Ireland’s top distance runners will be joined with top international competition on Sunday (October 29) for the 38th edition of the Dublin Marathon.

For the first time, Ireland’s premier marathon has topped 20,000 entries. In the elite race, which also incorporates the Irish National Championships, defending champions Sergiu Ciobanu and Laura Graham lead the Irish entries.

Ciobanu of Clonliffe Harriers has prepared for this year’s race with a five weeks training block at altitude.

The 34-year-old leads a Clonliffe team that includes Northern Irish athlete Stephen Scullion, who ran a personal best 2:17.59 at the London Marathon last April and could prove his biggest rival. More recently, Scullion ran a time of 65:52 at the Great North Run Half Marathon in September and was second in the Belfast City Half Marathon in 66:11 a week later.

Also on the Clonliffe team is prolific marathon runner Gary O’Hanlon, who was fourth last year and ran a personal best 2:19.25 to finish first M40 at the Berlin Marathon last month. Making up a strong team is David Mansfield, fifth last year.

Not running is Sean Hehir of Rathfarnham WSAF winner in 2013 and in 2015 and second last year. Hehir has already run marathons in London and at the World Championships this year.

In solid form at the moment is Tomas Fitzpatrick of Tallaght AC, who has raced consistently over the past few months and ran 69:13 at the Cardiff Half Marathon.

Laura Graham of Mourne Runners is the defending women’s national champion and has been churning out good marathon times almost at will for the past two years.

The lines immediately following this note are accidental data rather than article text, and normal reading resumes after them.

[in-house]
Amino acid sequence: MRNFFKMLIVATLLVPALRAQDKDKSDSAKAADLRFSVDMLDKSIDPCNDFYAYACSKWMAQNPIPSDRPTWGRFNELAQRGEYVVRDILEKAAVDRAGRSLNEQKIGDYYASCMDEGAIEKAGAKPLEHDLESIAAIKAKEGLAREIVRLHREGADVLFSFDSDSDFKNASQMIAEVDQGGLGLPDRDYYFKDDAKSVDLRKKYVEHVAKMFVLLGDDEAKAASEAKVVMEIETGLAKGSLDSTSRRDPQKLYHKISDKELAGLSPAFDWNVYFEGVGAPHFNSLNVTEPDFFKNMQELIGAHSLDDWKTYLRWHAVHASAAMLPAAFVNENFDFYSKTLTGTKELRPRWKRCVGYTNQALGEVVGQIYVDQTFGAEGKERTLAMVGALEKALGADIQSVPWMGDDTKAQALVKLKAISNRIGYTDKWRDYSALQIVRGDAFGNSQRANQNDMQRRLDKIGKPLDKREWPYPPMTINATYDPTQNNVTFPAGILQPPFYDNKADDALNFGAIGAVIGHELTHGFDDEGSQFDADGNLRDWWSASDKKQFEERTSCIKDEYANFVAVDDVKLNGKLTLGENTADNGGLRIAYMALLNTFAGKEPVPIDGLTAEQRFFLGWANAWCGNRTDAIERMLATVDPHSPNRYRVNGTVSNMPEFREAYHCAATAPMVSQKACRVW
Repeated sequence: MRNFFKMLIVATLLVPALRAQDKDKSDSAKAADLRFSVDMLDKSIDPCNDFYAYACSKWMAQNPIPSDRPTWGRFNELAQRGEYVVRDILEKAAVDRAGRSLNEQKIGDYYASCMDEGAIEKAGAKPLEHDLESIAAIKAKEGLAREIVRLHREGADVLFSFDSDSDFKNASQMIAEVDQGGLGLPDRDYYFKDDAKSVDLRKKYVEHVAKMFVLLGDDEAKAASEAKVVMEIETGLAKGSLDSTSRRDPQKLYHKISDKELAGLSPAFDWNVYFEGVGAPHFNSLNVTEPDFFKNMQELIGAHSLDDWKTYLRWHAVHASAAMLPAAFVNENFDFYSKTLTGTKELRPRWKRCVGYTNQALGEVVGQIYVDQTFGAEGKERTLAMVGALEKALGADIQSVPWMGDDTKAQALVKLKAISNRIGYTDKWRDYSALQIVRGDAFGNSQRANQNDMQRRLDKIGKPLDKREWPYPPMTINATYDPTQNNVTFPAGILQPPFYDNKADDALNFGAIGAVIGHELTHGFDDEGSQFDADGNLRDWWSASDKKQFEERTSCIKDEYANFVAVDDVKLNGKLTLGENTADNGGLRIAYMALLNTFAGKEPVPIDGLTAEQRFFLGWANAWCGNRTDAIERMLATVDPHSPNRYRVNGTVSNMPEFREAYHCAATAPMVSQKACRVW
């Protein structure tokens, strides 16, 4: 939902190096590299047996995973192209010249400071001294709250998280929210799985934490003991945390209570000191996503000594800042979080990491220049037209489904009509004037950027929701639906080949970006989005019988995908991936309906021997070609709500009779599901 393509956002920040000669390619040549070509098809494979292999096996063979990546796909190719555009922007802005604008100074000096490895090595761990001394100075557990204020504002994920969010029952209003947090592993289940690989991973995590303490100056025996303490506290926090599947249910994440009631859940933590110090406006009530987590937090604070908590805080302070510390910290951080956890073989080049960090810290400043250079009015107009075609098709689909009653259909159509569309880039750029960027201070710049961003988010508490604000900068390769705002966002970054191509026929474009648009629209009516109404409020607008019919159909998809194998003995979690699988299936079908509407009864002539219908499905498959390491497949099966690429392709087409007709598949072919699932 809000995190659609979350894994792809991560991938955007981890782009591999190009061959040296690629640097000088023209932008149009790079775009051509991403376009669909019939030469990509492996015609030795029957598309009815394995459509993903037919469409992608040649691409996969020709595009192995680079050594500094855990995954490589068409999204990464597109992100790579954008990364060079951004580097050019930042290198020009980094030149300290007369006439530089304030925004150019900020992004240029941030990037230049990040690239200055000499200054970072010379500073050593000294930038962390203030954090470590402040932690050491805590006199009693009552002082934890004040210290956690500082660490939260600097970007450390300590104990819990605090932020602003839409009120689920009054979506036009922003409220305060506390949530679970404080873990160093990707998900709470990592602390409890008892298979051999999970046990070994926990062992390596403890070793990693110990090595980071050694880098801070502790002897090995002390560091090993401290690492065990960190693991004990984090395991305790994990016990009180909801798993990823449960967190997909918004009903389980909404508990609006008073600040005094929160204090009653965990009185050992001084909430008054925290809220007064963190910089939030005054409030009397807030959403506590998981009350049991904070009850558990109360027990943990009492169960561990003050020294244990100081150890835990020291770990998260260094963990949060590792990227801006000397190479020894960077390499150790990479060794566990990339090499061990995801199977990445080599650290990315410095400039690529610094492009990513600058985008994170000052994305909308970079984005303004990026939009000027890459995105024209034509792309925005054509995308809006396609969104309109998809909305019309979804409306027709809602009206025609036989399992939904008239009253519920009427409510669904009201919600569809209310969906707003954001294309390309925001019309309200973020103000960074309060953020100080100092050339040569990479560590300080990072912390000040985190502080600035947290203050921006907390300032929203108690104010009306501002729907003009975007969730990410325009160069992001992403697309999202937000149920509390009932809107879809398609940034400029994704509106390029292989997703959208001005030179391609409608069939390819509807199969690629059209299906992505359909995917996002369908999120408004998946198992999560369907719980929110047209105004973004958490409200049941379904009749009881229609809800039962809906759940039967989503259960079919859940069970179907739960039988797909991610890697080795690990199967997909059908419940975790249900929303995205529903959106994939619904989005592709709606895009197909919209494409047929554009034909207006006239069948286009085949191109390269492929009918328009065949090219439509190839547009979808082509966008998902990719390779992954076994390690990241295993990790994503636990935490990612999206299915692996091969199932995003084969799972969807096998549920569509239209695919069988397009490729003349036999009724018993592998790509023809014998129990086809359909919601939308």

She ran a personal best of 2:37.5 at the Berlin Marathon in September and followed that up with victory in the Bangor 10km in 34: 47 a week later. Last spring, Graham won the Belfast Marathon for a second year, in both cases running a week after the London Marathon.

Letterkenny’s Caitriona Jennings, second last year, ran a personal best 75: 38 to win the Belfast City Hal Marathon last month.

At her first marathon in Dublin 2008, Maria McCambridge of DSD ran 2:36.33 to win the national title. She repeated that victory in 2012 and in 2013 and in 2014, improved her PB to 2:34.19 when finishing second overall. In her first race for some time, McCambridge won the Dublin Half Marathon last month in 82 mins 26 secs.

Favourite to take the overall win is Ethiopia’s Alemu Gemechu who won the race in 2015 with a time of 2:14.02 when aged just 20. Another Ethiopian returning to Dublin is Asefe Bekele, third last year and second in 2015.

Leading the Kenya entry is Bernard Rotich winner of the Belfast Marathon last May in 2:16.04. Also entered is Dan Tanui who finished second behind Rotich in Belfast and went on to win the SSE Airtricity Walled City Marathon in Derry a month later. Making his marathon debut is John Koech, who has a best of 65 mins 22 secs for the half marathon.

Then there’s Freddy Sittuk, who divides his time between Eldoret in Kenya and Dublin. In 2015, Sittuk clocked a time of 2:15.19 for fifth in Dublin. Last year, battling injury, he dropped out at eight miles. Last month, he won the Waterside Half Marathon in Derry in 69 mins 18 secs.

Returning after her women’s victory is 2015 when she finished in 2:31.08 is Nataliya Lehonkova of the Ukraine. One to watch is Ashu Kasim from Ethiopia, who ran 2:23.09 for the marathon in 2012 and has consistently clocked time of around 2 hrs 30 mins since then. In January, Kasim won the Marrakesh Marathon in 2:30.18.

Last year, Paralympian Patrick Monahan of the Le Cheile club in Co Kildare became the first man ever to break 1 hour 40 minutes on the tough Dublin course when he finished in 1:39.18. Monahan is going for a fourth consecutive wheelchair win on Sunday.

Added incentive for Irish winners
Winners of the Irish Marathon Championships at Sunday’s Dublin Marathon will book their places on the Irish team for the European Athletics Championships Marathon Team Cup in Berlin next August.

That’s providing they run faster than 2:18 for men and 2:39 for women, which is the general standard for the team.

The marathon team qualification period runs from 1 January 2017 to 22 April 2018, which is the date of the 2018 London Marathon. Half marathon times of 65 minutes for men and 75 minutes for women during the qualification period will also be taken into account.

Live streaming of the Dublin Marathon on Sunday (October 29) can be found here.